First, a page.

2014-08-16 17.47.27

FYI, The Coast Pilot now includes this scan code to its download link for the latest and most up-to-date version for your e-files..

UPDATE by request:  In keeping this method up-to-date I’ve found that the Coast Pilots and Light Lists are available as totally updated pubs available for download monthly.  Now while most of us would love to maintain a purely electronic catalog I’d still recommend keeping the paper version (at least for the Coast Pilot) given the method for corrections described here is not as daunting as the old “confetti party” we were once forced to endure.  The chance that you wouldn’t have a computer screen with which to view the information is slim but it sure is easier (IMHO) to page through a book than a 600 page .pdf.

Captain Victor Antunez asked me to show what the end result looks like to clear up any confusion regarding my method.  In keeping with said request here is the correction for CP#3 as found in the latest NtM 34.


The next thing to do is turn to the indicated chapter and paragraph and make a note in the margin thus.  Complete all indicated corrections and then close the book, you’re done…….


The method for the damned Light List is even simpler, download a completely corrected version every month..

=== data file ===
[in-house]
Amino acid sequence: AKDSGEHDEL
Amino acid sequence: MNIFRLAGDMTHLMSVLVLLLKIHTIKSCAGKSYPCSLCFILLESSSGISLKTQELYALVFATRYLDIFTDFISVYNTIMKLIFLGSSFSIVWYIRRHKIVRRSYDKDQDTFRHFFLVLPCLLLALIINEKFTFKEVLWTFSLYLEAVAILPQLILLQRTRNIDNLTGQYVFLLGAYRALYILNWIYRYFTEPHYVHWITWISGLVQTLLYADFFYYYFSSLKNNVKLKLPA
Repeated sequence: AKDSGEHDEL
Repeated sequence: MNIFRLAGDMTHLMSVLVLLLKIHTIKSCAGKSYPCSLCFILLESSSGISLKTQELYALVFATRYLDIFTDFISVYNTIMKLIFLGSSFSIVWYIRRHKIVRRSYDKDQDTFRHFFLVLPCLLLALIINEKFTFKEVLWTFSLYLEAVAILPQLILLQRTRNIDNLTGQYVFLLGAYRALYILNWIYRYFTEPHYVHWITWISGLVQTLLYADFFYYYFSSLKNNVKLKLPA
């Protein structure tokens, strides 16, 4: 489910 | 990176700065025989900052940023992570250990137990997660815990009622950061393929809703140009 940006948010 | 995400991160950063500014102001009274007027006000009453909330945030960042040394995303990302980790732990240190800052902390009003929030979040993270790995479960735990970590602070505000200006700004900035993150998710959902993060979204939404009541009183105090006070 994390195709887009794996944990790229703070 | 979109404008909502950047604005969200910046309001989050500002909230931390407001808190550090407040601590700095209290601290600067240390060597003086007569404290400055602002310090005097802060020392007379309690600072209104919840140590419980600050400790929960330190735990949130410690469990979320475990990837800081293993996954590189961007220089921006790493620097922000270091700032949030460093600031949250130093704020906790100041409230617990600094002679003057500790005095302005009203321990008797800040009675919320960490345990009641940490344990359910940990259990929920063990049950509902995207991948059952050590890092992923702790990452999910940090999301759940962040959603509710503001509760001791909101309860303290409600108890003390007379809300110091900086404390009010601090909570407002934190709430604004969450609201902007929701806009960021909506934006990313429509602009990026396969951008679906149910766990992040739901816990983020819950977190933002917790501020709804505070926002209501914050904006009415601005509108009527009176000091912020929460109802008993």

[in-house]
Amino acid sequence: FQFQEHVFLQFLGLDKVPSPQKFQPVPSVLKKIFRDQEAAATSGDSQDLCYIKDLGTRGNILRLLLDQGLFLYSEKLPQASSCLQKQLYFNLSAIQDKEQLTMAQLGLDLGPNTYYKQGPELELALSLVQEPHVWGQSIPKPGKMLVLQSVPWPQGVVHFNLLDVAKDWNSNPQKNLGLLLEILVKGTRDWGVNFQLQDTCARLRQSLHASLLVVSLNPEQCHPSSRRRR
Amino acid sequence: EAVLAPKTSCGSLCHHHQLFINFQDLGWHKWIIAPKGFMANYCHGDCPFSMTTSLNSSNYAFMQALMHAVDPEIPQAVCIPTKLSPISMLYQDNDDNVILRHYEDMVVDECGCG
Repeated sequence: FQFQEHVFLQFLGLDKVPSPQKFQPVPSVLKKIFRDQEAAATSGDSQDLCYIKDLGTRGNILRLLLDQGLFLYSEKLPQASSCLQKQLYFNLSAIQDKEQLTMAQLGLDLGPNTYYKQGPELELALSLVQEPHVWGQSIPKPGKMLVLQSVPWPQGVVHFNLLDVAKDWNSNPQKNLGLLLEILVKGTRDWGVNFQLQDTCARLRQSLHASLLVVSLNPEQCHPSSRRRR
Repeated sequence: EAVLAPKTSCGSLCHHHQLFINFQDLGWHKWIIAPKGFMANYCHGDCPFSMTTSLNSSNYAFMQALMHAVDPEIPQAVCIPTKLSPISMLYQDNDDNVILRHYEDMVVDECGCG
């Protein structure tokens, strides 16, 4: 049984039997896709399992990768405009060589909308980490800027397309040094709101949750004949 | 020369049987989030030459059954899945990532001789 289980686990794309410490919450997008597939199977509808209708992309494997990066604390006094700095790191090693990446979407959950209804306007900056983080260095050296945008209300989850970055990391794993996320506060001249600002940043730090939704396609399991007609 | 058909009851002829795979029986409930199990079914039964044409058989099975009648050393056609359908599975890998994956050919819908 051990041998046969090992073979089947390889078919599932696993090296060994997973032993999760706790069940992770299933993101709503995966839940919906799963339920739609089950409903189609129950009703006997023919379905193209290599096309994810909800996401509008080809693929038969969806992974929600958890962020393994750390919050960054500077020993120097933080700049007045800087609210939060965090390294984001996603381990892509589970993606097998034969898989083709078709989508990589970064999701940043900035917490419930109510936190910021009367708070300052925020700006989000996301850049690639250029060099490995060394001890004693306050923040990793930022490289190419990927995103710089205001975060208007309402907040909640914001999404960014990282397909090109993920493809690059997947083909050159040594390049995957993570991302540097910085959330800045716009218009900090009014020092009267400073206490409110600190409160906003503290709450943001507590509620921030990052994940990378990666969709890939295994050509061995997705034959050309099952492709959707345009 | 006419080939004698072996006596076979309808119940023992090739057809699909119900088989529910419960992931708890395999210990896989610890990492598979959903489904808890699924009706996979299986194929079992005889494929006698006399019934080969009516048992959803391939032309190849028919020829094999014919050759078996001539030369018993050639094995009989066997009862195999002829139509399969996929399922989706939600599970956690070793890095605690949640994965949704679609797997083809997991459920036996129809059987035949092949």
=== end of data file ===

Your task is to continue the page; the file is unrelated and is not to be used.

The links in this post have been repaired.  I saw fit to re-post this so it can be of use.

I’m going to describe a couple of publication correction methods that I employ.  I believe these methods will save you and your Mates time when it comes to keeping things up to date and offer it up to those of you who wish to comment. First I should emphasize that this alternative method may or may not meet the needs of your situation.  Check with your Port Captain or Compliance Office to be certain that these  methods meet the intent of any company policy or vendor preference.  Here is a link for the Policy letter issued by the USCG allowing the use of electronic copies and archives of commonly carried nav-pubs.  You’ll need to have reliable internet access for this method to work well.

The NtM corrections to the US Coast Pilots and the Light Lists are the most tedious and time consuming chores the mate must accomplish in the course of his day-to-day duties.  I’ve always seen it as a huge effort for a frequently redundant and limited application/resource, resources that aren’t utilized enough in my day-to-day operations to require so much attention.

The traditional method for correcting the Coast Pilot has always been recognized as a poor solution for those of us not equipped with self-updating software and E.C.D.I.S. systems,

“Cut and Paste” is the name of the game and each Coast Pilot  becomes a confetti farm after only a few cycles of the Notice to Mariners weekly editions.

It always begins with a pile of freshly issued hard copies of the Notice to Mariners, a pair of scissors, two rolls of cellophane tape, a pot of coffee, and most of the afternoon watch to bring your catalog of Coast Pilots up to date.  As time goes by with each edition nearing the end of its service life, one windy day is all it takes to blow half of your corrections all over the pilothouse the moment you open the damn thing and all your work is literally “in the wind”.